BR boxers go from modest gym to Russian competition
Surrounded by beauty salons, a bail bonds office and a couple of credit agencies, Best Boxing Club sits in the far corner of a nondescript strip mall on North Boulevard.
Black punching bags hang from the ceiling of the cramped, tile-floored studio where Manjaro Hills Sr. trains a dozen Baton Rouge-area boxers, including sons Manjaro Jr. and Cameron. Various motivational quotes like “Are you a fan OR a fighter?” decorate the walls, as well as computer printouts of Evander Holyfield, Joe Louis and other greats.
Only a few feet from the front door, a small, homemade boxing ring serves as a 16-by-16-foot welcome mat.
“We get a lot of work done in this little place,” Manjaro Hills Sr. said.
Little places like this can lead to someplace grand.
Manjaro Hills Jr. and fellow local John Williams, who grew up in the sport with young Manjaro, though he trains at a gym across town, will make like Rocky Balboa and head to Russia for the most prestigious set of bouts either has seen. Hills and Williams are two of 14 boxers who will represent the United States in the Veles Cup, an international competition for 15- and 16-year-old boxers scheduled for July 16-21.
The event is in Kurgan, Russia, the first trip out of the country for either boxer and 11 time zones from their Louisiana home.
“I’m just kind of nervous about the food,” Manjaro Hills Jr. said. “I would like to know what I’m eating. I wouldn’t want to eat no squid or nothing like that.”
Hills and Williams will be sophomores at area high schools this fall, Hills at Northeast and Williams at Glen Oaks. Both are 15.
Hills placed fifth at 165 pounds last month at the USA Boxing Junior Olympic tournament in Mobile, Ala., and Williams took second at 145 pounds. Spots in the Veles Cup were generally awarded to Junior Olympic champions, but the door opened for Hills and Williams when the boxers who finished ahead of them in Mobile failed to meet the age requirement for the international event and/or could not provide a valid U.S. passport.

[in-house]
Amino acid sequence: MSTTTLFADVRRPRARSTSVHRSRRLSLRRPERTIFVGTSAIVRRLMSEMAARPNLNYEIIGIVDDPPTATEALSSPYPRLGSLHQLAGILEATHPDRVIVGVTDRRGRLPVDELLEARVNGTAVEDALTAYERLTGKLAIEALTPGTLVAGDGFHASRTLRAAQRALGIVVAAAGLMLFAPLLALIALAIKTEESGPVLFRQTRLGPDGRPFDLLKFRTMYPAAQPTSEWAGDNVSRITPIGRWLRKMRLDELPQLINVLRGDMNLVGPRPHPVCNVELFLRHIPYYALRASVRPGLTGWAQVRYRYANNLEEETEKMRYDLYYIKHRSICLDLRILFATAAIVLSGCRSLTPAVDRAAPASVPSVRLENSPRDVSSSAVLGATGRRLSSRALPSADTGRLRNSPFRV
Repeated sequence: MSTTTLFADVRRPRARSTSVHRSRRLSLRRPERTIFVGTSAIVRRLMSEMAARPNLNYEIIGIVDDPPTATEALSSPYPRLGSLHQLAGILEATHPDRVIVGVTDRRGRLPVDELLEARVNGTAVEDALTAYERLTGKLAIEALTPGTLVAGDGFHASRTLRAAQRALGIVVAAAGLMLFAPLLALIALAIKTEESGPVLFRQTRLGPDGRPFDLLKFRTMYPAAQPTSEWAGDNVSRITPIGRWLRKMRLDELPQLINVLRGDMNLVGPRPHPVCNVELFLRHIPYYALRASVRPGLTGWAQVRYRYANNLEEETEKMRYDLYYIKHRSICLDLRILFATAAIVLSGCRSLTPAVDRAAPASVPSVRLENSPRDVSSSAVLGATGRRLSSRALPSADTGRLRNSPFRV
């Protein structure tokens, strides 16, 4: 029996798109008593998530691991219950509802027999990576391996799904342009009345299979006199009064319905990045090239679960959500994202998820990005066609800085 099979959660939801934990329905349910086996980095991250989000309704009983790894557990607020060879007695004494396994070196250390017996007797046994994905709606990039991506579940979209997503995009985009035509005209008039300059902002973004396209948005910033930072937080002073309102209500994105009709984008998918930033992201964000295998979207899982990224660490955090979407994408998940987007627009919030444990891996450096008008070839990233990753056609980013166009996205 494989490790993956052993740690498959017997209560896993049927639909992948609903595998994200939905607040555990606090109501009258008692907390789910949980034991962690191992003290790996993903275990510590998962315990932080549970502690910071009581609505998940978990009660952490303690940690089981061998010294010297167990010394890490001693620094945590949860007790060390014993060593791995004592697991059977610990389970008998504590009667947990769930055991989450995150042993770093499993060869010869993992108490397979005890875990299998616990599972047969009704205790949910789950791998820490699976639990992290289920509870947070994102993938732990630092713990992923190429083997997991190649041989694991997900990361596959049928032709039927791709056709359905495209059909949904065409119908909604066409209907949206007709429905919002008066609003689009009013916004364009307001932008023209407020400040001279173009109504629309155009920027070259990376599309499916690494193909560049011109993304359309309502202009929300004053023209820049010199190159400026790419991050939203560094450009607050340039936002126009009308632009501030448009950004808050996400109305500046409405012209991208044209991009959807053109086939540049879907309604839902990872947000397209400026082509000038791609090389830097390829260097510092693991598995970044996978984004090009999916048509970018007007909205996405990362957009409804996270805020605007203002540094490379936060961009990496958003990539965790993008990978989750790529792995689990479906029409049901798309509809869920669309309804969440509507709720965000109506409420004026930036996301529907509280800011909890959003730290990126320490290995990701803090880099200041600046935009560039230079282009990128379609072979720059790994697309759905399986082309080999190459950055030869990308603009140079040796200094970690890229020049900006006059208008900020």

Now they will both have a chance to match blows with some of the best young boxers in the world.
Not to mention see the sights.
“I never dreamed (boxing) would take him that far,” John McClendon said of his son, John Williams, going across the globe. “I’m still so humbled and overwhelmed by the entire situation.”
When they throw on the gloves and sport red, white and blue in Russia, Hills and Williams will embark on a journey that conjures visions of a bearded Rocky hauling wood, chopping down trees and pulling sleds .
Thank goodness, there will be no workouts in the snow (the temperature in Kurgan on Wednesday was 85 degrees) and no impending bout with Ivan Drago.
“When I tell people I’m going to Russia to box, that’s the first thing I hear — Rocky,” Manjaro Hills Jr. said with a smile.
Hills and Williams have grown into Rocky-like gym rats since catching the boxing bug early in life.
Hills got the fever watching his father beat on the punching bag Hills Sr. hung from a tree branch in his mother’s front yard. Hills Jr. began boxing competitively at 10.
A few years later, Hills Sr. found the space on North Boulevard and converted it into a gym.
Williams began throwing punches about the time he could stand, as Williams’ grandfather would line the youngster up in the living room and exchange playful jabs.
When he was 10, Williams started boxing under Dennis Combs at the Baton Rouge Sports Academy.
“Now we’re going to Russia fighting,” Williams said. “Look at where it’s taking us.”
On a recent Friday afternoon, Williams joined Hills at Best Boxing Club, where the two answered questions about their upcoming trip and posed for pictures in the ring.
Their fathers talked about boxing as a positive, productive way for the boys to spend their down time. About how staying busy in the ring has kept them from getting distracted outside of it.
Before long, Hills and Williams were doing what they like best.
Chains rattled as the bulky, powerful Hills and the quick, slender Williams unleashed on the Everlast punching bags in the back of the room. The repeated thump of leather brought the stuffy gym to life.
“What boxing does that most people don’t understand is, it teaches you a lot of discipline,” Manjaro Hills Sr. said.
“You’re going to learn how to be patient with things. It just prepares you for the world ahead.”
In the case of these young boxers, the world ahead is nearly at hand.